He charged them straightly further and dismissed them, whereon they went their way sorrowfully by the seaside, till they came to the tents and ships of the Myrmidons.

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They found Achilles sitting by his tent and his ships, and ill-pleased he was when he beheld them. They stood fearfully and reverently before him, and never a word did they speak, but he knew them and said, "Welcome, heralds, messengers of gods and men; draw near; my quarrel is not with you but with Agamemnon who has sent you for the girl Briseis. Therefore, Patroclus, bring her and give her to them, but let them be witnesses by the blessed gods, by mortal men, and by the fierceness of Agamemnon's anger, that if ever again there.

Agamemnon is mad with rage and knows not how to look before and after that the Achaeans may fight by their ships in safety. Patroclus did as his dear comrade had bidden him. He brought Briseis from the tent and gave her over to the heralds, who took her with them to the ships of the Achaeans--and the woman was loth to go. Then Achilles went all alone by the side of the hoar sea, weeping and looking out upon the boundless waste of waters. He raised his hands in prayer to his immortal mother, "Mother," he cried, "you bore me doomed to live but for a little season; surely Jove, who thunders from Olympus, might have made that little glorious.


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It is not so. Agamemnon, son of Atreus, has done me dishonour, and has robbed me of my prize by force. As he spoke he wept aloud, and his mother heard him where she was sitting in the depths of the sea hard by the old man her father. Forthwith she rose as it were a grey mist out of the waves, sat down before him as he stood weeping, caressed him with her hand, and said, "My son, why are you weeping? What is it that grieves you? Keep it not from me, but tell me, that we may know it together.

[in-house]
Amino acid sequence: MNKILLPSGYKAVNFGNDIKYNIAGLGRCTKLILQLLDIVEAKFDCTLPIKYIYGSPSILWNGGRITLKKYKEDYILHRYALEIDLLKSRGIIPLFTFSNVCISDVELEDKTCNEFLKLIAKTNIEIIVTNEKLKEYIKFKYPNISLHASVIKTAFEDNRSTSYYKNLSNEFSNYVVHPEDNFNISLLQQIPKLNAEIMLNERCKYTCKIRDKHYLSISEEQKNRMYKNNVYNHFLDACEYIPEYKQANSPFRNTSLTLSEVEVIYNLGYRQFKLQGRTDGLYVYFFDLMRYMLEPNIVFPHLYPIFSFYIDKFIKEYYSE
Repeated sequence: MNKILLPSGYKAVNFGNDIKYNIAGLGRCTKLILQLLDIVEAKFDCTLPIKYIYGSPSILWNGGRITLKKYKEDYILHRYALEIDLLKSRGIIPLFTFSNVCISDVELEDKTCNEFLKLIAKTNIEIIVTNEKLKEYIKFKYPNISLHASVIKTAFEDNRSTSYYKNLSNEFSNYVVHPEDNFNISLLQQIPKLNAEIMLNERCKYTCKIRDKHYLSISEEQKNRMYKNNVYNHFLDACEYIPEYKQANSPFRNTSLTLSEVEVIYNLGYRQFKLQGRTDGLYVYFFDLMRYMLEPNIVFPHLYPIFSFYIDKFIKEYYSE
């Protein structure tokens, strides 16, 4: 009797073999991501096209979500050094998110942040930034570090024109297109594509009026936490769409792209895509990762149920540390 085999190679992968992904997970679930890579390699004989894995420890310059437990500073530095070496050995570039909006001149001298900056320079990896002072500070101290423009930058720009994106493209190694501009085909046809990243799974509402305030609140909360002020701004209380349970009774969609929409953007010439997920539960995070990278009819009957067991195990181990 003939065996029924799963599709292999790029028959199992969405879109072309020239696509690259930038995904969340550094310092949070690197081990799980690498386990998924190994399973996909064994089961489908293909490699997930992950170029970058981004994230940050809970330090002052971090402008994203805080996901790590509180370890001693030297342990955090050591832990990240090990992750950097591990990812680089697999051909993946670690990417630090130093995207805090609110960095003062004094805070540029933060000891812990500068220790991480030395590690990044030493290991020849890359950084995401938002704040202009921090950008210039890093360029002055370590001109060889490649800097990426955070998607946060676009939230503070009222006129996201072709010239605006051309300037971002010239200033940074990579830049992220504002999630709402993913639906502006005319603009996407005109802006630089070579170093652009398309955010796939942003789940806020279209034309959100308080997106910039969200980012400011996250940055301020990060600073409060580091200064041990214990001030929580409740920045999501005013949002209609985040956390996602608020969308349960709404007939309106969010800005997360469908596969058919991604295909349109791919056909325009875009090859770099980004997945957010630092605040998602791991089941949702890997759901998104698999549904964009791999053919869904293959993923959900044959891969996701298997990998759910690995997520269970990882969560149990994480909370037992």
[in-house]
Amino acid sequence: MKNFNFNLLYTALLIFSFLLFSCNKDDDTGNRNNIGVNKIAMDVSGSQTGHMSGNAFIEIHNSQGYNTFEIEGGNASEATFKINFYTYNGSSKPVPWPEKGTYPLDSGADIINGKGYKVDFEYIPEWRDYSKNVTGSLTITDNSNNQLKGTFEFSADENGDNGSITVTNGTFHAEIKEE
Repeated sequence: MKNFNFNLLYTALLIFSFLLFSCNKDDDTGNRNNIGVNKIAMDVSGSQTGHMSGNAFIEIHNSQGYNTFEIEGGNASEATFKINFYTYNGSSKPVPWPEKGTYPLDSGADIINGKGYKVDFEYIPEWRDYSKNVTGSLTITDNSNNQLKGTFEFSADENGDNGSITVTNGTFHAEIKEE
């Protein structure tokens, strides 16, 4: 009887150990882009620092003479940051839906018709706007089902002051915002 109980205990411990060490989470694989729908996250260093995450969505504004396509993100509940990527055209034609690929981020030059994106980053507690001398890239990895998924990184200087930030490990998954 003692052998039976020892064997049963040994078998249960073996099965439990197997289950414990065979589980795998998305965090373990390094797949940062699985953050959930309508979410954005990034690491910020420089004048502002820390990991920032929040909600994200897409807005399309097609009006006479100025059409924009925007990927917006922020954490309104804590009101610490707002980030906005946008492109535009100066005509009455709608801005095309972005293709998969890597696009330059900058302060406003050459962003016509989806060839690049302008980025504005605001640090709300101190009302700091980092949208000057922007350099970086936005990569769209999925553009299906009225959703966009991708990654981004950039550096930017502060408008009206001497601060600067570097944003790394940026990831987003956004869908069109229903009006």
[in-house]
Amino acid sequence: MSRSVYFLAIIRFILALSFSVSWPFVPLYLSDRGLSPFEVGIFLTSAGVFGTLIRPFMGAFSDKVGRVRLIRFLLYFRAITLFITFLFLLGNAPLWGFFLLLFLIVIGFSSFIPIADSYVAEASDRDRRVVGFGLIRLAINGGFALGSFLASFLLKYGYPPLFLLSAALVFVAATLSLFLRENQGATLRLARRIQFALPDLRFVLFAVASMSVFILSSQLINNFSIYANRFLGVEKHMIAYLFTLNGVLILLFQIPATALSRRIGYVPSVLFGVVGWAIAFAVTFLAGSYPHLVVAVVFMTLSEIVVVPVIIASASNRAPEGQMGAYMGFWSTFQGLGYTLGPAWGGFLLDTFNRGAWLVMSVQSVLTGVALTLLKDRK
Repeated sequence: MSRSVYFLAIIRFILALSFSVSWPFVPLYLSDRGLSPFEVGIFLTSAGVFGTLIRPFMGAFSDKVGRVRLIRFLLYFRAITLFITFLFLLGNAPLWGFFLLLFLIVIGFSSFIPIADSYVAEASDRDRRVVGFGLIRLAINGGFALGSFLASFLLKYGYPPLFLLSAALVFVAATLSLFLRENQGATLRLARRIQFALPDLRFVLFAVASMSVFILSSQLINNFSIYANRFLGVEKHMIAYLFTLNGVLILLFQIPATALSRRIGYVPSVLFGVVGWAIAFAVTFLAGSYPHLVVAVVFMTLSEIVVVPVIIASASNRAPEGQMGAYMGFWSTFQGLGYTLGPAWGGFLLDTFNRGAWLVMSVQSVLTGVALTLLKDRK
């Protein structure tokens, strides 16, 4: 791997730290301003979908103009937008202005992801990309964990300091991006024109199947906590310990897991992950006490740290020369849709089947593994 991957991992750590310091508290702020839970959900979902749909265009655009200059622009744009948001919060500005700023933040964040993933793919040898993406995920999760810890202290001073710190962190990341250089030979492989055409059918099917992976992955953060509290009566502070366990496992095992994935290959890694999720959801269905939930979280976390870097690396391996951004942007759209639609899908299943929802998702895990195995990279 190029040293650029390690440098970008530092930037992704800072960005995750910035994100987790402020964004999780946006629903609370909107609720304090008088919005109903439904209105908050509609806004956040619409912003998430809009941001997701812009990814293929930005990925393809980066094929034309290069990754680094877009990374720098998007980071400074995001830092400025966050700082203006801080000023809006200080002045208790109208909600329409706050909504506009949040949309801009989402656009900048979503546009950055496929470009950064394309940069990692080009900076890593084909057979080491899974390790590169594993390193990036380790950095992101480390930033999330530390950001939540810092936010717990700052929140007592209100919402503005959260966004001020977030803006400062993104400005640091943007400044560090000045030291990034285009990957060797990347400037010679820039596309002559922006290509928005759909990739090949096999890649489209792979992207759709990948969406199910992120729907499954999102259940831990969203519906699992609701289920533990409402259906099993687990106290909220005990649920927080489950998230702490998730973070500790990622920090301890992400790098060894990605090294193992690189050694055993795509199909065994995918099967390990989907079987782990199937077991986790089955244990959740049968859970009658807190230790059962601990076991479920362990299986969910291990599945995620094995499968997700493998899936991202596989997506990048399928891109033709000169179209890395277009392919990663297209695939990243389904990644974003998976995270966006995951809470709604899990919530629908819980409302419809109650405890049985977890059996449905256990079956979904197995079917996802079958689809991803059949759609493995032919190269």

Achilles drew a deep sigh and said, "You know it; why tell you what you know well already? We went to Thebe the strong city of Eetion, sacked it, and brought hither the spoil. The sons of the Achaeans shared it duly among themselves, and chose lovely Chryseis as the meed of Agamemnon; but Chryses, priest of Apollo, came to the ships of the Achaeans to free his daughter, and brought with him a great ransom: moreover he bore in his hand the sceptre of Apollo, wreathed with a suppliant's wreath, and he besought the Achaeans, but most of all the two sons of Atreus who were their chiefs.

So he went back in anger, and Apollo, who loved him dearly, heard his prayer. Then the god sent a deadly dart upon the Argives, and the people died thick on one another, for the arrows went everywhither among the wide host of the Achaeans.

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At last a seer in the fulness of his knowledge declared to us the oracles of Apollo, and I was myself first to say that we should appease him. Whereon the son of Atreus rose in anger, and threatened that which he has since done. The Achaeans are now taking the girl in a ship to Chryse, and sending gifts of sacrifice to the god; but the heralds have just taken from my tent the daughter of Briseus, whom the Achaeans had awarded to myself.

Go to Olympus, and if you have ever done him service in word or deed, implore the aid of Jove. Ofttimes in my father's house have I heard you glory in that you alone of the immortals saved the son of Saturn from ruin, when the others, with Juno, Neptune, and Pallas Minerva would have put him in bonds. It was you, goddess, who delivered him by calling to Olympus the hundred-handed monster whom gods call Briareus, but men Aegaeon, for he is stronger even than his father; when therefore he took his seat all-glorious beside the son of Saturn, the other gods were afraid, and did not bind him.

Go, then, to him, remind him of all this, clasp his knees, and bid him give succour to the Trojans. Let the Achaeans be hemmed in at the sterns of their ships, and perish on the sea-shore, that they may reap what joy they may of their king, and that Agamemnon may rue his blindness in offering insult to the foremost of the Achaeans. Thetis wept and answered, "My son, woe is me that I should have borne or suckled you. Would indeed that you had lived your span free from all sorrow at your ships, for it is all too brief; alas, that you should be at once short of life and long of sorrow above your peers: woe, therefore, was the hour in which I bore you; nevertheless I will go to the snowy heights of Olympus, and tell this tale to Jove, if he will hear our prayer: meanwhile stay where you are with your ships, nurse your anger against the Achaeans, and hold aloof from fight.